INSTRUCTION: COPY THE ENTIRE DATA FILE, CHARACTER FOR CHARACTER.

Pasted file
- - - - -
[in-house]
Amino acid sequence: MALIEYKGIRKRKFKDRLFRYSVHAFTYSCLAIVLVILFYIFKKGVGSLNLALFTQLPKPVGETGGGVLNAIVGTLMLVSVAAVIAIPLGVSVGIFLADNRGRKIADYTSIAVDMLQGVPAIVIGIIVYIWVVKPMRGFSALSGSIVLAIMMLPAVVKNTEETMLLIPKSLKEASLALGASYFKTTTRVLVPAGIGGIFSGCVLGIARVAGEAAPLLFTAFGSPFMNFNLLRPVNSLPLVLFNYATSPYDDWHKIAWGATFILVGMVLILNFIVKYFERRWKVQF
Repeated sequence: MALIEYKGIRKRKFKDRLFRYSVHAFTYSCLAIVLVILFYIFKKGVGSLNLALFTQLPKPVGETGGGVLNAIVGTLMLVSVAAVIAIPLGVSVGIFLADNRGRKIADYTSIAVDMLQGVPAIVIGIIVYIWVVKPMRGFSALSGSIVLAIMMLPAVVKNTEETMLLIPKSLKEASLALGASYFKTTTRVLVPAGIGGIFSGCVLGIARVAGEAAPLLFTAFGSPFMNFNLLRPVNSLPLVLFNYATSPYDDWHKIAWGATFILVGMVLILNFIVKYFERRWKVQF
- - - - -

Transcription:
[in-house]
Amino acid sequence: MALIEYKGIRKRKFKDRLFRYSVHAFTYSCLAIVLVILFYIFKKGVGSLNLALFTQLPKPVGETGGGVLNAIVGTLMLVSVAAVIAIPLGVSVGIFLADNRGRKIADYTSIAVDMLQGVPAIVIGIIVYIWVVKPMRGFSALSGSIVLAIMMLPAVVKNTEETMLLIPKSLKEASLALGASYFKTTTRVLVPAGIGGIFSGCVLGIARVAGEAAPLLFTAFGSPFMNFNLLRPVNSLPLVLFNYATSPYDDWHKIAWGATFILVGMVLILNFIVKYFERRWKVQF
Repeated sequence: MALIEYKGIRKRKFKDRLFRYSVHAFTYSCLAIVLVILFYIFKKGVGSLNLALFTQLPKPVGETGGGVLNAIVGTLMLVSVAAVIAIPLGVSVGIFLADNRGRKIADYTSIAVDMLQGVPAIVIGIIVYIWVVKPMRGFSALSGSIVLAIMMLPAVVKNTEETMLLIPKSLKEASLALGASYFKTTTRVLVPAGIGGIFSGCVLGIARVAGEAAPLLFTAFGSPFMNFNLLRPVNSLPLVLFNYATSPYDDWHKIAWGATFILVGMVLILNFIVKYFERRWKVQF